Bt Brinjal Fails Two Years Running Risks Spreading Disease
Bt brinjal varieties planted all over
the country die from disease prematurely or fail to fruit, and fail to protect
against target pest; a moratorium must now be imposed as a matter of utmost
urgency to prevent the spread of new disease to indigenous varieties Dr Mae-Wan Ho
force-commercialized in 2014 resulting in disastrous crop failures
Genetically modified (GM) Bt brinjal was
introduced to Bangladesh and rapidly approved for commercial growing despite
widespread protest. Brinjal (eggplant or aubergine) is one of Bangladesh’s most
important crops both for home consumption and export, making the cultivation of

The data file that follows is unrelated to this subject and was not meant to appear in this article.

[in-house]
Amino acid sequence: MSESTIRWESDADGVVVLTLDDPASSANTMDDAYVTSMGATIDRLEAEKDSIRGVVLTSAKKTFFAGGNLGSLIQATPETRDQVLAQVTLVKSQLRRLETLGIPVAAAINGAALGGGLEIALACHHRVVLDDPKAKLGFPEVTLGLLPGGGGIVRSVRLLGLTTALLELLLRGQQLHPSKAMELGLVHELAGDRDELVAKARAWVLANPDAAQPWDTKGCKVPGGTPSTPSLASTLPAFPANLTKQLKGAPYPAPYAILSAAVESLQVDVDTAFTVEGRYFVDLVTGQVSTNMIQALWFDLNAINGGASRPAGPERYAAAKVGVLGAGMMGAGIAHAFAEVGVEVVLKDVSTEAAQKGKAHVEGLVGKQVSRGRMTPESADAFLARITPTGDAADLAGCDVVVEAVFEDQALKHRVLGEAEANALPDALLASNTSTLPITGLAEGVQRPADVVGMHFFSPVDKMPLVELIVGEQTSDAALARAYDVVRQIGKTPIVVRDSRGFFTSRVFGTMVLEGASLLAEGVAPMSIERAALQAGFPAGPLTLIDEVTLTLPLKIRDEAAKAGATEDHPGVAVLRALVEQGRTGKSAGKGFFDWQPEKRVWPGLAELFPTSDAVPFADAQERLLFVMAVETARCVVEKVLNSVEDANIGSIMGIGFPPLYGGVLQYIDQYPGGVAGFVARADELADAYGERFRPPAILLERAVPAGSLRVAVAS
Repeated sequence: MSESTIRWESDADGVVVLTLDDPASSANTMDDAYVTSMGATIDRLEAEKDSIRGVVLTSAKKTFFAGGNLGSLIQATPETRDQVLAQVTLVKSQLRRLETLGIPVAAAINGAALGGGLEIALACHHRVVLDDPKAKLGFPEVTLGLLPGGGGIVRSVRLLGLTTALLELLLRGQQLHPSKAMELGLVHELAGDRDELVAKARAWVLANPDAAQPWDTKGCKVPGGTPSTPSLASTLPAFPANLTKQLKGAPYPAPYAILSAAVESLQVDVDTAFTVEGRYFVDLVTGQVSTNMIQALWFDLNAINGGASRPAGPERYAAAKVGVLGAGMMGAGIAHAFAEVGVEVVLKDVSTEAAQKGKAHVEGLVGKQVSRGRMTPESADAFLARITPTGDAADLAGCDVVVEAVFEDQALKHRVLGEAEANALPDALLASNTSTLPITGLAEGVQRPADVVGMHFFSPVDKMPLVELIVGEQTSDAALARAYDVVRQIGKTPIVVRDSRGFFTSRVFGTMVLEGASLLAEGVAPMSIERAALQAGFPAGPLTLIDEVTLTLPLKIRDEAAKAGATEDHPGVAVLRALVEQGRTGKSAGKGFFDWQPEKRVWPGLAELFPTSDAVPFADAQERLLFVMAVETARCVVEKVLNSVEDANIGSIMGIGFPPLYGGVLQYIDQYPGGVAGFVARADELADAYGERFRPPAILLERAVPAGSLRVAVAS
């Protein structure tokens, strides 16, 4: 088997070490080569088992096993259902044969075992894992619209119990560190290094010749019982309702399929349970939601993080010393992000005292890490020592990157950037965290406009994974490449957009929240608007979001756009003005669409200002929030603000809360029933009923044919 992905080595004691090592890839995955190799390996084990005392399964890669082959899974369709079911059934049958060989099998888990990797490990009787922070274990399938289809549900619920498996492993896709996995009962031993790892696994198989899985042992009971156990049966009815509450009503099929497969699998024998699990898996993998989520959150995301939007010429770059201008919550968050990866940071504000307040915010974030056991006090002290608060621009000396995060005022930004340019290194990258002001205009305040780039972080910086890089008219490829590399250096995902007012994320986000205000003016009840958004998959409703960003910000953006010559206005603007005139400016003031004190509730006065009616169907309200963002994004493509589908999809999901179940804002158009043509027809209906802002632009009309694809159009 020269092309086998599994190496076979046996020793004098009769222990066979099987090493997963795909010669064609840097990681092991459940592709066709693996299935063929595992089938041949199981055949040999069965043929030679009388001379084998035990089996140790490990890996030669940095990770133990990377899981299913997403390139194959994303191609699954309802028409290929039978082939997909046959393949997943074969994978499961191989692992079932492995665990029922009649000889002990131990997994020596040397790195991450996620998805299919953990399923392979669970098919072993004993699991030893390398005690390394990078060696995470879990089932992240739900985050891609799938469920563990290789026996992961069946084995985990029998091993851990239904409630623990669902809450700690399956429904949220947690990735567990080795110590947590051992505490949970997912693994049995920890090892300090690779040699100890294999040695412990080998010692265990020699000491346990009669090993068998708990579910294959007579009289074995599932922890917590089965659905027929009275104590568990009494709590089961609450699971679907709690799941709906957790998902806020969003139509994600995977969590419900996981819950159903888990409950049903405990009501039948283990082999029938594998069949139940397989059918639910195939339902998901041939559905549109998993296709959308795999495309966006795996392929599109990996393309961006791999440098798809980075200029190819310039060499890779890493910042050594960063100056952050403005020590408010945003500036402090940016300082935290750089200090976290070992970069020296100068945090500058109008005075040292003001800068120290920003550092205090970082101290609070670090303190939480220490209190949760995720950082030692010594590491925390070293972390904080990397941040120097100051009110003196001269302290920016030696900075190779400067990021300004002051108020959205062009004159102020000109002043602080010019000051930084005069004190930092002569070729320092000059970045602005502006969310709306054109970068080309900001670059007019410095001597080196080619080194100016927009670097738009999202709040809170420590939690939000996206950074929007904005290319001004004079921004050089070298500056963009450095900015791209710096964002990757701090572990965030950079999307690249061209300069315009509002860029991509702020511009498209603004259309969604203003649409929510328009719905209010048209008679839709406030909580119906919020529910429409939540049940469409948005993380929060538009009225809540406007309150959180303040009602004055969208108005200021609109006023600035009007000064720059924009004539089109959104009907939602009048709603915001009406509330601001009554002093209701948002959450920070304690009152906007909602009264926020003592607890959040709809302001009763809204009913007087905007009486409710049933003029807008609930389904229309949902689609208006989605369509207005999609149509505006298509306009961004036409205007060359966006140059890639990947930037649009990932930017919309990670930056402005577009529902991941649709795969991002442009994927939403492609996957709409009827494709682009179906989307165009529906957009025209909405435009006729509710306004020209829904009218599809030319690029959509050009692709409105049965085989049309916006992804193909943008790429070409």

Bt brinjal a huge environmental, health and economic risk. More seriously, the
region is a centre of origin and genetic diversity for brinjal, and should be
protected from genetic contamination according to the UN Cartagena Protocol on
Biosafety. India had imposed a moratorium on its cultivation after fierce
opposition from civil society groups, top scientists, state governments, as
well as citizens and environmental organizations. The cultivation in Bangladesh
has drawn similar controversy, with 100 civil society organisations writing to
the country’s Prime Minister Sheikh Hasina in protest (see  Don’t Grow Bt Brinjal,
SiS 61). A pilot scheme for commercial cultivation was introduced in
2014, and brought disastrous results, with at least 9 out of 20 farmers reporting
crop failures ( Bangladeshi
Bt Brinjal Pilot Scheme Failed, SiS 63).
Bt brinjal strains were
distributed to Bangladeshi farmers and grown again in 2015; and the crops
failed yet again, even more dismally, according to the United News of
Bangladesh, which sent a reporter to investigate . He found that the plants have either “died out prematurely or